In Luke 4 Jesus is seen, in the power of the Holy Ghost, led into the wilderness, there utterly vanquishing Satan morally by dependence and obedience. Thereafter “he came to Nazareth, where he had been brought up, and, as his custom was, he went into the synagogue on the sabbath day, and stood up for to read” (v. 17). He begins at home where He is known. “And there was delivered unto him the book of the prophet Esaias. And when he had opened the book, he found the place where it is written, The Spirit of the Lord is upon me, because he hath anointed me to preach the gospel to the poor; he hath sent me to heal the broken-hearted, to preach deliverance to the captives, and recovering of sight to the blind, to set at liberty them that are bruised, to preach the acceptable year of the Lord. And he closed the book.”

Now the passage, from which this is a quotation, goes on thus:—“To proclaim the acceptable year of the Lord, and the day of vengeance of our God” (Isa. 61:2). But look at the grace of Christ; the moment he gets to that comma—and for the unsaved sinner there is really nothing but a comma between him and hell—He closes the book. If the Lord were to now open the book, it would be all over with you, unsaved reader, for “the day of vengeance” come, “the acceptable year of the Lord” has ended. Now is “the acceptable year of the Lord”—the day of grace, of mercy, of pardon, and salvation; when the Lord again opens the book it will be “the day of vengeance,” and, then, where will you be?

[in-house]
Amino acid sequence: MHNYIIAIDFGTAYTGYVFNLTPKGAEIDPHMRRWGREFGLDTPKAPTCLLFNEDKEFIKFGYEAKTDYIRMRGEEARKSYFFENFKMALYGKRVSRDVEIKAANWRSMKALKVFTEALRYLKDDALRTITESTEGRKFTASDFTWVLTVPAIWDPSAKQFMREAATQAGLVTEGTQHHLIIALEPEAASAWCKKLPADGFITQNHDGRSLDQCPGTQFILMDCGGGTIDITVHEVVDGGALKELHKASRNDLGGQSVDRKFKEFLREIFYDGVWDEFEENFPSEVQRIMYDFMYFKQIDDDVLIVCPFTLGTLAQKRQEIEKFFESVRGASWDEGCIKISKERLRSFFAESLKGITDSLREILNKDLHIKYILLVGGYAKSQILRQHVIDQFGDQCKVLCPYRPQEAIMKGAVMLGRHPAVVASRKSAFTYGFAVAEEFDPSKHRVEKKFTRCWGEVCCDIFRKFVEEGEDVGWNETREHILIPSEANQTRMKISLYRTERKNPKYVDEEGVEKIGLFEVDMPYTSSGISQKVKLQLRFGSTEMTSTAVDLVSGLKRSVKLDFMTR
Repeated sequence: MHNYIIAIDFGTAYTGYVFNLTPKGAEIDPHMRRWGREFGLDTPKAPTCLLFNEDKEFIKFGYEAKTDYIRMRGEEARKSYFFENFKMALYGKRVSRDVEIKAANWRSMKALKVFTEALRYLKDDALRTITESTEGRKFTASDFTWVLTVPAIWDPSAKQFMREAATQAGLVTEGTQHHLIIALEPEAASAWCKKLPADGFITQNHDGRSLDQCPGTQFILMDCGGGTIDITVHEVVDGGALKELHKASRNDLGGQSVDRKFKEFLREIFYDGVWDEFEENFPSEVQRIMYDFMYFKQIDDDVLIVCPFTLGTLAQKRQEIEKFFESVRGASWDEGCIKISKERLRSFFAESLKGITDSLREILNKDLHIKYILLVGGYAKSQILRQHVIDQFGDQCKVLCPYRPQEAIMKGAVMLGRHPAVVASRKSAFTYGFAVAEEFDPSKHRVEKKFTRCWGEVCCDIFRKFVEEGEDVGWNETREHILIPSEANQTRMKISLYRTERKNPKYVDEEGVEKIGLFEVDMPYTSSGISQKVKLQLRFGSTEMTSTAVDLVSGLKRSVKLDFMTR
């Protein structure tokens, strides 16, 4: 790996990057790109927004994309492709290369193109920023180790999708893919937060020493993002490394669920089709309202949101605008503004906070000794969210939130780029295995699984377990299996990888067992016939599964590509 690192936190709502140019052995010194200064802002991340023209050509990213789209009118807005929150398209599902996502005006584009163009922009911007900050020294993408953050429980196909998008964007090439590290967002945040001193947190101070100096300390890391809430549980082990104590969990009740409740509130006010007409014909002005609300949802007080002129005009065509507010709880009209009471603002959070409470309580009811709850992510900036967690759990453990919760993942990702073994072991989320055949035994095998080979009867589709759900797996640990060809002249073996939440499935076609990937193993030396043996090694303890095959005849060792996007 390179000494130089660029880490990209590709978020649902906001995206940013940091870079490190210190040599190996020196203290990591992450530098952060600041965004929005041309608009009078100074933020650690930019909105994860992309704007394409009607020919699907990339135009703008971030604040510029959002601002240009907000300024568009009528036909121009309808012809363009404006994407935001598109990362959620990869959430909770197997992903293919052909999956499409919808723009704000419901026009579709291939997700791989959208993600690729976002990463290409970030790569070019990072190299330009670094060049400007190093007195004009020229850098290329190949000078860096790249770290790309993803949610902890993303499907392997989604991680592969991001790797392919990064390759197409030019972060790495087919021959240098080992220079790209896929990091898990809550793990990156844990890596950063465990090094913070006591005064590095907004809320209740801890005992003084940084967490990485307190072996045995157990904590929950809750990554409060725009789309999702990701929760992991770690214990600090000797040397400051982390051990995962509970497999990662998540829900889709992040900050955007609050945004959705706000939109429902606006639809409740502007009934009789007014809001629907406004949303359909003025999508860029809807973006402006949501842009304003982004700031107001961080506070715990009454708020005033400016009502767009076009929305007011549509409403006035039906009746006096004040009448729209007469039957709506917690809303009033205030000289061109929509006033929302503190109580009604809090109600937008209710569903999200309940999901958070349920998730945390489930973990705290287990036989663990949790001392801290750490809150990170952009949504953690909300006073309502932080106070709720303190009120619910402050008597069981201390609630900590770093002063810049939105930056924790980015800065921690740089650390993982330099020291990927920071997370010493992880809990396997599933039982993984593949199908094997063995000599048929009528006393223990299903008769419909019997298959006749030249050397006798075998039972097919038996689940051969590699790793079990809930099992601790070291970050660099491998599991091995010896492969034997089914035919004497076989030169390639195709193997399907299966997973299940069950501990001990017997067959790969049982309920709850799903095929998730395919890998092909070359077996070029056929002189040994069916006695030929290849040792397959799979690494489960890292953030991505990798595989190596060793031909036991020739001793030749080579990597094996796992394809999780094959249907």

When Jesus came to this comma, why does He not read on? Because He says, as it were, the day of judgment is deferred, put back, while grace utters her lovely messages. How long is the acceptable time called? A year! But it is “the day of vengeance.” Judgment will come in a moment, when you are not thinking of it. Judgment is short and swift—a day suffices for it. It is a year of grace, and will you, therefore, trifle with it? I beseech you not to.

Does a “broken-hearted” one read this? God sent His Son to heal your broken heart. Are you a “poor” sinner? God sent His Son to enrich you with all the blessings of the Gospel. Have you been a captive to sin and Satan? Jesus came “to preach deliverance to the captives.” Oh! it is worthwhile to have one’s heart broken to know what it is to have Him bind it up. Would Mary and her sister have been without those four days at Bethany? “Oh, no,” they would say, “our very sorrow, and misery, and necessity, gave an opportunity for showing what He was. We saw the tear in His eye, we heard the words of comfort from His blessed lips, we saw the work of power of His hand; no, those days we would not have been without.”